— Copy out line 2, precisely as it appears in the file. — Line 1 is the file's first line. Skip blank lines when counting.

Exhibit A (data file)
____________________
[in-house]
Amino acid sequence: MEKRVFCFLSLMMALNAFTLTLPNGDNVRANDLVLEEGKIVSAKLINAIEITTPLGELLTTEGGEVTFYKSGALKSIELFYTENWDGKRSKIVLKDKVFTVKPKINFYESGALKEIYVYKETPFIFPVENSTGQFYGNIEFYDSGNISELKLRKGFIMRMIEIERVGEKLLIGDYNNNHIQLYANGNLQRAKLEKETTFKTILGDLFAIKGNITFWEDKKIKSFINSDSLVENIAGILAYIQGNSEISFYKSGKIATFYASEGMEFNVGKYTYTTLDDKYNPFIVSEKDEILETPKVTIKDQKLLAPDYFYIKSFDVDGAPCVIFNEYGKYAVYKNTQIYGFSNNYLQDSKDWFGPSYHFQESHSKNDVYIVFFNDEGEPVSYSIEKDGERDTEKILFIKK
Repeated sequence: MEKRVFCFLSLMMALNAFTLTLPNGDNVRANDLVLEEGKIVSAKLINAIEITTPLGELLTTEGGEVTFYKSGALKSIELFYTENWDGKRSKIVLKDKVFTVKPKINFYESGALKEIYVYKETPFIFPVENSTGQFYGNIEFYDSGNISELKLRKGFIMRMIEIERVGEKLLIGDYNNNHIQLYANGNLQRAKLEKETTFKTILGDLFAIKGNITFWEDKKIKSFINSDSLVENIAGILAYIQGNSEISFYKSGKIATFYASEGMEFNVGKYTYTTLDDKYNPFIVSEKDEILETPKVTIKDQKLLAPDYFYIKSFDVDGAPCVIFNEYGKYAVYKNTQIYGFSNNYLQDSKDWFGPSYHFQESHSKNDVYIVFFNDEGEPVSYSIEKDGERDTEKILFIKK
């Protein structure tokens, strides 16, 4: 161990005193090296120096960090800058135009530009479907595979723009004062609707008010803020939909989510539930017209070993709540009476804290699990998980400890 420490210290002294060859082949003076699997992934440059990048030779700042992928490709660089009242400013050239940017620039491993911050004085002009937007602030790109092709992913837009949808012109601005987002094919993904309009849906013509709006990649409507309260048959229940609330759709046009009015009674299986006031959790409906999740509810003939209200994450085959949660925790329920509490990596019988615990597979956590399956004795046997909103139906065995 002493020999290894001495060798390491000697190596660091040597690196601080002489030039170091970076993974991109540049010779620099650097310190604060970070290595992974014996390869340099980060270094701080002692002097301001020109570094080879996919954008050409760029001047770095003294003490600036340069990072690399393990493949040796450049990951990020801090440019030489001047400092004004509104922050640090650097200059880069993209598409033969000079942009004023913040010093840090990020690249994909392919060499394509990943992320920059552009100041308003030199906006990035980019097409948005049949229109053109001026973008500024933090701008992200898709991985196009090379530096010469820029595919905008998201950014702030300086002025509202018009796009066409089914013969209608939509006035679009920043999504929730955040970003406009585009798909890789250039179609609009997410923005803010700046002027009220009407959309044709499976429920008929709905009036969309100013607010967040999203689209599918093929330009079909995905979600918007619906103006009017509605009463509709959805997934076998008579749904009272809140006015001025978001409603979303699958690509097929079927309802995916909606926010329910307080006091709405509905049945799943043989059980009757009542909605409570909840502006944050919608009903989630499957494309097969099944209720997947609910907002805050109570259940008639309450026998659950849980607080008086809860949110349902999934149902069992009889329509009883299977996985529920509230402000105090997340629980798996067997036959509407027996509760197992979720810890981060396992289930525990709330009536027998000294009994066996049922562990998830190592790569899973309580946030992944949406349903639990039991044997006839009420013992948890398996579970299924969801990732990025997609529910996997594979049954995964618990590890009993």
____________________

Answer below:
Amino acid sequence: MEKRVFCFLSLMMALNAFTLTLPNGDNVRANDLVLEEGKIVSAKLINAIEITTPLGELLTTEGGEVTFYKSGALKSIELFYTENWDGKRSKIVLKDKVFTVKPKINFYESGALKEIYVYKETPFIFPVENSTGQFYGNIEFYDSGNISELKLRKGFIMRMIEIERVGEKLLIGDYNNNHIQLYANGNLQRAKLEKETTFKTILGDLFAIKGNITFWEDKKIKSFINSDSLVENIAGILAYIQGNSEISFYKSGKIATFYASEGMEFNVGKYTYTTLDDKYNPFIVSEKDEILETPKVTIKDQKLLAPDYFYIKSFDVDGAPCVIFNEYGKYAVYKNTQIYGFSNNYLQDSKDWFGPSYHFQESHSKNDVYIVFFNDEGEPVSYSIEKDGERDTEKILFIKK